• In addition to the wage subsidy, CEWS may refund employers 100% of certain benefit contributions paid by the employer to eligible employees during the claiming period. This includes employer contributions to Employment Insurance, the Canada Pension Plan, the Quebec Pension Plan, and the Quebec Parental Insurance Plan

Employee eligibility 

  • An employer can only collect CEWS for wages paid to “eligible employees.” These are employees who are employed in Canada and have been without income from the eligible employer for less than 14 consecutive days in the applicable qualifying period. Hourly and salaried employees and executives can be eligible, whether arm’s length or not 
  • An eligible employer can use CEWS to subsidize the wages of eligible employees who have continued to work throughout the COVID crisis, as well as those who have been laid off as a result of COVID  
  • Employees do not have to perform work to be paid wages for the benefit of CEWS – they just need to be on payroll 

Compensating employees through CEWS 

  • The CEWS program encourages employers to pay eligible employees 100% of their pre-crisis wages (i.e. “top up” whatever portion of wages is not covered by CEWS). However, this is not strictly required
  • If an employer cannot pay 100% of wages of a retained or recalled employee, it can elect to lower the employee’s wages and collect CEWS on the lowered amount. However, this approach could risk constructive dismissal allegations and so legal advice should be obtained
  • If an employee is not working while being paid wages pursuant to CEWS, minimum wage need not be maintained. However, if an employee is working while being paid wages pursuant to CEWS, and employer must ensure that those hours worked are compensated by at least minimum wage 

Interaction of CEWS with other benefits 

  • There is nothing to preclude an employer from using CEWS to subsidize the wages of some of its workforce, while keeping others on layoff or leave and/or in receipt of benefits such as EI or the Canada Emergency Relief Benefit (CERB)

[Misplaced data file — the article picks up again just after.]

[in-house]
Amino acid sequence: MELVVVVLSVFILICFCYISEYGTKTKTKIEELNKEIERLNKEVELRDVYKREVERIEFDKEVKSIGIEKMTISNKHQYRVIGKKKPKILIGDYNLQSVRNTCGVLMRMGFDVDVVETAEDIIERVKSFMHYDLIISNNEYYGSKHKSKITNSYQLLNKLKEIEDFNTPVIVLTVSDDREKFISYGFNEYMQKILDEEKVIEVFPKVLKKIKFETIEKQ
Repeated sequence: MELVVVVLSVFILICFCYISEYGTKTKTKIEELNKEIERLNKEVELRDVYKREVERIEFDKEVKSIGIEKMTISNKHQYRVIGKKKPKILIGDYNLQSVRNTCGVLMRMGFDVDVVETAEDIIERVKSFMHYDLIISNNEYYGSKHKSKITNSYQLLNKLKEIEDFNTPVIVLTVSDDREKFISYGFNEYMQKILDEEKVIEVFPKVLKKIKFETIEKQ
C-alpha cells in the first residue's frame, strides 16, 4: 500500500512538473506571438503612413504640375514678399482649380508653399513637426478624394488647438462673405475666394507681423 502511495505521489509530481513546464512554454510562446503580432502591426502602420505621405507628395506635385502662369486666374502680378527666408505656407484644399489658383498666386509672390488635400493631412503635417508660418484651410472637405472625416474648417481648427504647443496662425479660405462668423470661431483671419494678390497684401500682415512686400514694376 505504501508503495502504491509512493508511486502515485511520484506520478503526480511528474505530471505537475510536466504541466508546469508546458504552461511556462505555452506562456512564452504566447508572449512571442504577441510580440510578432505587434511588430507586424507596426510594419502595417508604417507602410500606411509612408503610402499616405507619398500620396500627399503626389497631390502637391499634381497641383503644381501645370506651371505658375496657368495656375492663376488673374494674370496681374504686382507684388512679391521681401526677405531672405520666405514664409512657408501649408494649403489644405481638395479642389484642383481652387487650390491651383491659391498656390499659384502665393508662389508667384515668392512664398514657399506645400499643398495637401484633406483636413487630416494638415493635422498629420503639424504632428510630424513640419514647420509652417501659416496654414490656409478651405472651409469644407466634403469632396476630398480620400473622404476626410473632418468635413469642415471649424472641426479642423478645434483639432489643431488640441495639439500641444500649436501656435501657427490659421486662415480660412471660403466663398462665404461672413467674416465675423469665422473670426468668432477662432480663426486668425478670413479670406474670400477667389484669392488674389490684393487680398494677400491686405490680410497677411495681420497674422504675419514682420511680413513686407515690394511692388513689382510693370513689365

• The government recently announced employees may earn up to $1,000 per month while collecting the CERB. However, unless or until more guidance is received from the government in this respect, employers should not use CEWS to subsidize the wages of employees who receive CERB, including wages paid up to this proposed $1,000 monthly limit. An employee should not be in receipt of both wages subsidized pursuant to the CEWS and the CERB and employees who are in receipt of both respecting the same qualifying period may have repayment obligations to Service Canada
  • CEWS subsidy amounts may be reduced by other benefits received by an eligible employee, including pursuant to the previously announced 10% wage subsidy and pursuant to employment insurance benefits (including work-sharing benefits)  

Importance of accurate reporting

  • If an employer knowingly misreports CEWS eligibility, the Canada Revenue Agency may impose penalties up to 50% of the CEWS received by the employer 

Stay on top of it

The government is expected to release online CEWS application forms in the next couple of weeks. Like other federal benefits currently available to employers, CEWS is likely to be further amended and refined over time. For a summary of other COVID-related benefits for Canadian employers, see our Guide to Government Relief Programs